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5 Let your moderation be known unto all men. The Lord is at hand.
Moderation in all that pertains to the things of the present is the rule Paul gives, and it is well that he has given us that rule, for if blessed with abundance, we might think we were at liberty to please ourselves as to how we appropriated His bounty. The rich are responsible to the Master for the use of what they have. One of the Master's most continual instructions is that the rich are to share with the less favoured who may be in need, the abundance which they enjoy.
He will be their judge as to whether this is bountifully or sparingly done. The poor are exalted by the hope of the gospel, but still made stewards of their smaller things. The sense of duty performed, whether high or low, brings with it the highest satisfaction, and is about the truest pleasure we can enjoy now, apart from the contemplation of the truth in its height and depth and communion with the Deity, than which no higher enjoyment can be conceived.
Sis Jane Roberts - The Virtuous Woman
6 Be careful [anxious - RV] for nothing; but in every thing by prayer and supplication with thanksgiving let your requests be made known unto God.
ANSWERS TO CORRESPONDENTS
F. L.-Experience will teach you patience and a degree of unconcern. Things are neither so wrong nor so well as we think at first. In the impetuosity of youth, we imagine that with a little of the management which we feel prepared to prescribe, they could all be kept in regimental order "all along the line." Unless we are petrified mediocrities, we shall discover: 1, that they are beyond all management; and 2, that in the midst of the incurable chaos, God's purpose is slowly advancing to victory. The only thing in which anxiety and diligence can be profitably exercised is in the regulation of our own individual ways.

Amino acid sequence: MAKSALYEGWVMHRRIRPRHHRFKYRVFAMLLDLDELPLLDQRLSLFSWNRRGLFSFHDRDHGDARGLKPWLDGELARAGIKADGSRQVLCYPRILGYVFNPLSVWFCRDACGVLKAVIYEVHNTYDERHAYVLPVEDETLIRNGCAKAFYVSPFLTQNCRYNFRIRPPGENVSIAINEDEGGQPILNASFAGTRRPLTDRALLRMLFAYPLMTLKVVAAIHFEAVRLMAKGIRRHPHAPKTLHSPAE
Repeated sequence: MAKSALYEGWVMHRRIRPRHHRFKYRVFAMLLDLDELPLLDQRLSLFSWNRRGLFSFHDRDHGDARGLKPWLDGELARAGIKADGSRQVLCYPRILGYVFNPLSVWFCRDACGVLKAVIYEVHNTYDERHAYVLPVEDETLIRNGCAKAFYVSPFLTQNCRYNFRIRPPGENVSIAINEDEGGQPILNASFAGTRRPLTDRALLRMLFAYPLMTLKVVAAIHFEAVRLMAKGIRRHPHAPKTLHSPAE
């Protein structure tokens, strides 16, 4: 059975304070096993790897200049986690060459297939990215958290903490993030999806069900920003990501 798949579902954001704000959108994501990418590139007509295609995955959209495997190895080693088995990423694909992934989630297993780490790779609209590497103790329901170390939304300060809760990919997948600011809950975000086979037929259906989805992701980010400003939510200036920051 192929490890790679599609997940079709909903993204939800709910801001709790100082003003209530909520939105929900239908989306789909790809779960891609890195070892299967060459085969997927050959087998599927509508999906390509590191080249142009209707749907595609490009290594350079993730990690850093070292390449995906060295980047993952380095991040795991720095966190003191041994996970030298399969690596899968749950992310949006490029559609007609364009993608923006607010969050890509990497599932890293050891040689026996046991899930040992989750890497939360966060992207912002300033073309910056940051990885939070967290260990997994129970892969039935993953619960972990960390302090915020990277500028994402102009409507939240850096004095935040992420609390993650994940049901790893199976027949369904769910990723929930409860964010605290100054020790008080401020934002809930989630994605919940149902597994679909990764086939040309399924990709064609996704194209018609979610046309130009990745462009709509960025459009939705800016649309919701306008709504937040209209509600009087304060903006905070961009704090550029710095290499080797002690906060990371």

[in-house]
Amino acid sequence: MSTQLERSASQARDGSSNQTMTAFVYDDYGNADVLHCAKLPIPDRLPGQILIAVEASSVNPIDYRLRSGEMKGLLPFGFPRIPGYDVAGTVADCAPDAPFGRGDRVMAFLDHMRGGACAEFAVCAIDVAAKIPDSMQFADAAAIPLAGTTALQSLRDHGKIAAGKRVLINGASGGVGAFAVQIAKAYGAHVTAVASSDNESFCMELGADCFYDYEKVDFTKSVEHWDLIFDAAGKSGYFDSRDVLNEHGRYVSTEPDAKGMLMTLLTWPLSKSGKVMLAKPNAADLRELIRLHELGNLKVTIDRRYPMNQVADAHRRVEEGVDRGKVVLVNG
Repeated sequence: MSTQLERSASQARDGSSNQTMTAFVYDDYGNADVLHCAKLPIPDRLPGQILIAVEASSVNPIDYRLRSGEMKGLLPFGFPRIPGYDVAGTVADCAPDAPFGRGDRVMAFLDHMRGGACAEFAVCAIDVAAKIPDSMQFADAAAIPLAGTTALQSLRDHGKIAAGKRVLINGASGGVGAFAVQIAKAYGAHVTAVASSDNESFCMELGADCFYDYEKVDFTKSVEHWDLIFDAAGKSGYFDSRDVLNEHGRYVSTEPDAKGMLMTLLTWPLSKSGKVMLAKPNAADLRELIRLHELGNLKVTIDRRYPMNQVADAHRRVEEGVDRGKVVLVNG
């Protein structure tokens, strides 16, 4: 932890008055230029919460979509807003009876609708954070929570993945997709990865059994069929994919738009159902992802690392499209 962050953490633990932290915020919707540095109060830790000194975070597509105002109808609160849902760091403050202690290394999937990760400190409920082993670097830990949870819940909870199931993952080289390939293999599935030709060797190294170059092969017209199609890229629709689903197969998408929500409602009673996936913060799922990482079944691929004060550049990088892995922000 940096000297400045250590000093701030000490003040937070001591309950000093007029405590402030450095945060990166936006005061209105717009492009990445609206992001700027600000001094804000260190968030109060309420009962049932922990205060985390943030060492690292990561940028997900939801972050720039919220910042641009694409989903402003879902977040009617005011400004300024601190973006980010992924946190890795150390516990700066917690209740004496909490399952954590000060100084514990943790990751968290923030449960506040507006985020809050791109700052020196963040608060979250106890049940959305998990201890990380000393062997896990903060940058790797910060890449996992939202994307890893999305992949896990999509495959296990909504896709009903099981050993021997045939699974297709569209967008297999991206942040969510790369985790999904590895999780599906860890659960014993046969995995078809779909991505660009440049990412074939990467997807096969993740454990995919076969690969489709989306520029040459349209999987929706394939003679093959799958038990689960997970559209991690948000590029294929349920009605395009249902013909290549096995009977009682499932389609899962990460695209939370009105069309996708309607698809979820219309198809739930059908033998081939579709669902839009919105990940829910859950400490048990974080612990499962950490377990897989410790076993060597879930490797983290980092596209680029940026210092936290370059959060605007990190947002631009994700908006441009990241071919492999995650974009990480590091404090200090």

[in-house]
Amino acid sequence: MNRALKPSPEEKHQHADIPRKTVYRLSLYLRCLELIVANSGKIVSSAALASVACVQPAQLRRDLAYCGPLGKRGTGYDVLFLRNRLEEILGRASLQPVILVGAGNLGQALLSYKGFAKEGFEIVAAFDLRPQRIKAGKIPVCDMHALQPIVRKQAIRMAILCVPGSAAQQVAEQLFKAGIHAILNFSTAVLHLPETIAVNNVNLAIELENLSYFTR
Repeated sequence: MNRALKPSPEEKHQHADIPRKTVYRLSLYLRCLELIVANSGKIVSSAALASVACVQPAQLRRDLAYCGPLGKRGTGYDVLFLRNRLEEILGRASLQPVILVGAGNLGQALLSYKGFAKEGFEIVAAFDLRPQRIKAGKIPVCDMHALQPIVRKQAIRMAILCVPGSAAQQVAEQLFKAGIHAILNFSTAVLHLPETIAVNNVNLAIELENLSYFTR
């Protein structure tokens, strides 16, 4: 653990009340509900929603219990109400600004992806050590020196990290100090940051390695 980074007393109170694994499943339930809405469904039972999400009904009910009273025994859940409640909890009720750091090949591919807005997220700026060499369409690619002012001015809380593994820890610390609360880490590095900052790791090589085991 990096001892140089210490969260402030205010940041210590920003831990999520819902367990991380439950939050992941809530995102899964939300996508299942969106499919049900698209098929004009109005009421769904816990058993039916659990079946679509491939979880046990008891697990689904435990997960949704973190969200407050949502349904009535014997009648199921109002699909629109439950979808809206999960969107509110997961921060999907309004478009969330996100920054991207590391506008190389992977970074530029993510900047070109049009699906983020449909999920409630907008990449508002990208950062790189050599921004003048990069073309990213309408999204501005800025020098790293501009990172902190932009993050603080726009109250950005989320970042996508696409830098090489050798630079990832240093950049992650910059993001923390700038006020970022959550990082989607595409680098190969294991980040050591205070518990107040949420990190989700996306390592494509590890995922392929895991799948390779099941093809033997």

The Christadelphian, Dec 1896
If we recognise our needs and the needs of others, words by which to express ourselves will soon follow. God neither requires set forms of speech, a multitude of words, nor high-sounding flowery phrases. Christ condemned the worship of certain ones who thought they would have been heard for their much speaking and vain repetitions. Be not as these, said Christ. If we would learn how to address God we cannot do better than study a few examples of prayers which have received a response. We shall find them brief, reverential statements of requirements-Gen. xxiv. 12-14; 1 Kings xviii. 36-37; 2 Kings vi. 17.
It is important to note that God will not be pleased with prayer, neither will He hear it unless we are walking humbly and faithfully before Him. It is in the prayer of the upright that God delights. Fail we doubtless shall many times and in many ways, but God will not on this account refuse to hear, provided we are doing our utmost to fulfil His pleasure.
"A just man falleth seven times and riseth up again" (Prov. xxiv. 16).
God knows that we are weak and imperfect, and because of this He has given us a High Priest who can be touched with the feeling of our infirmities. Therefore let us do as the apostle has enjoined. Come boldly unto the throne of grace that we may obtain mercy and find grace in time of need.
We must be careful that we do not make God's mercy a pretext for a settled indifference to His commands. Bitterly shall we rue it if we presume upon His mercy. "He that turneth away his ear from hearing the law, even his prayer shall be abomination." God will only forgive those who turn from their sins-there must be fruits meet for repentance. In vain shall we ask God's forgiveness if we refuse forgiveness to those who have wronged us-